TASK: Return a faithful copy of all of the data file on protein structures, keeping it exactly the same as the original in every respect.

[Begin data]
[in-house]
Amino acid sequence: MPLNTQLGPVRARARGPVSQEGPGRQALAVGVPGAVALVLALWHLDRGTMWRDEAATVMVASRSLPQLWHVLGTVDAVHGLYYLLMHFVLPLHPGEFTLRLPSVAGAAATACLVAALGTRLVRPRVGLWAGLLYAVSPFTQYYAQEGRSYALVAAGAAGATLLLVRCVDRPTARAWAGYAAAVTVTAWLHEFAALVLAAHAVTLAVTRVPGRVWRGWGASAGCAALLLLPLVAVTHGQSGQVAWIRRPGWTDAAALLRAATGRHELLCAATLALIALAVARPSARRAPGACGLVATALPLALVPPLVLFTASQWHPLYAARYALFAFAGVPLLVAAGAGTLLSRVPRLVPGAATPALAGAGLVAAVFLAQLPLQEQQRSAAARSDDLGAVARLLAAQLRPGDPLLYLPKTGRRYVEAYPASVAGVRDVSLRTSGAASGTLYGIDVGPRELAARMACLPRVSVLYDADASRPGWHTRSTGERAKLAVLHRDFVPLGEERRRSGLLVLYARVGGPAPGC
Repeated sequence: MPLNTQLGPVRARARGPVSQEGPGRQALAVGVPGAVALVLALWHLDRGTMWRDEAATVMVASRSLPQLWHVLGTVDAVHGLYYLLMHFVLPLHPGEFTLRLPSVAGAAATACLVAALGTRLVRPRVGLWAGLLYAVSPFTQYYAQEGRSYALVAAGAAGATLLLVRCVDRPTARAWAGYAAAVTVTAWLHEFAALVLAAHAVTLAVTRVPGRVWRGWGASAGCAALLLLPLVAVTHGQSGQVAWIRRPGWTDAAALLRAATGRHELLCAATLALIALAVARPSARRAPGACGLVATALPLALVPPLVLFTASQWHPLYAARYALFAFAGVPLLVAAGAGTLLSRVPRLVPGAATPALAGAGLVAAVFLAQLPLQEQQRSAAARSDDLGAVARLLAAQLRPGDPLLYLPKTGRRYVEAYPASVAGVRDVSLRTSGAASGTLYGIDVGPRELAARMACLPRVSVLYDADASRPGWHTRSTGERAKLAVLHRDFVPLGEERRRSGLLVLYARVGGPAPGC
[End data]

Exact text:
[in-house]
Amino acid sequence: MPLNTQLGPVRARARGPVSQEGPGRQALAVGVPGAVALVLALWHLDRGTMWRDEAATVMVASRSLPQLWHVLGTVDAVHGLYYLLMHFVLPLHPGEFTLRLPSVAGAAATACLVAALGTRLVRPRVGLWAGLLYAVSPFTQYYAQEGRSYALVAAGAAGATLLLVRCVDRPTARAWAGYAAAVTVTAWLHEFAALVLAAHAVTLAVTRVPGRVWRGWGASAGCAALLLLPLVAVTHGQSGQVAWIRRPGWTDAAALLRAATGRHELLCAATLALIALAVARPSARRAPGACGLVATALPLALVPPLVLFTASQWHPLYAARYALFAFAGVPLLVAAGAGTLLSRVPRLVPGAATPALAGAGLVAAVFLAQLPLQEQQRSAAARSDDLGAVARLLAAQLRPGDPLLYLPKTGRRYVEAYPASVAGVRDVSLRTSGAASGTLYGIDVGPRELAARMACLPRVSVLYDADASRPGWHTRSTGERAKLAVLHRDFVPLGEERRRSGLLVLYARVGGPAPGC
Repeated sequence: MPLNTQLGPVRARARGPVSQEGPGRQALAVGVPGAVALVLALWHLDRGTMWRDEAATVMVASRSLPQLWHVLGTVDAVHGLYYLLMHFVLPLHPGEFTLRLPSVAGAAATACLVAALGTRLVRPRVGLWAGLLYAVSPFTQYYAQEGRSYALVAAGAAGATLLLVRCVDRPTARAWAGYAAAVTVTAWLHEFAALVLAAHAVTLAVTRVPGRVWRGWGASAGCAALLLLPLVAVTHGQSGQVAWIRRPGWTDAAALLRAATGRHELLCAATLALIALAVARPSARRAPGACGLVATALPLALVPPLVLFTASQWHPLYAARYALFAFAGVPLLVAAGAGTLLSRVPRLVPGAATPALAGAGLVAAVFLAQLPLQEQQRSAAARSDDLGAVARLLAAQLRPGDPLLYLPKTGRRYVEAYPASVAGVRDVSLRTSGAASGTLYGIDVGPRELAARMACLPRVSVLYDADASRPGWHTRSTGERAKLAVLHRDFVPLGEERRRSGLLVLYARVGGPAPGC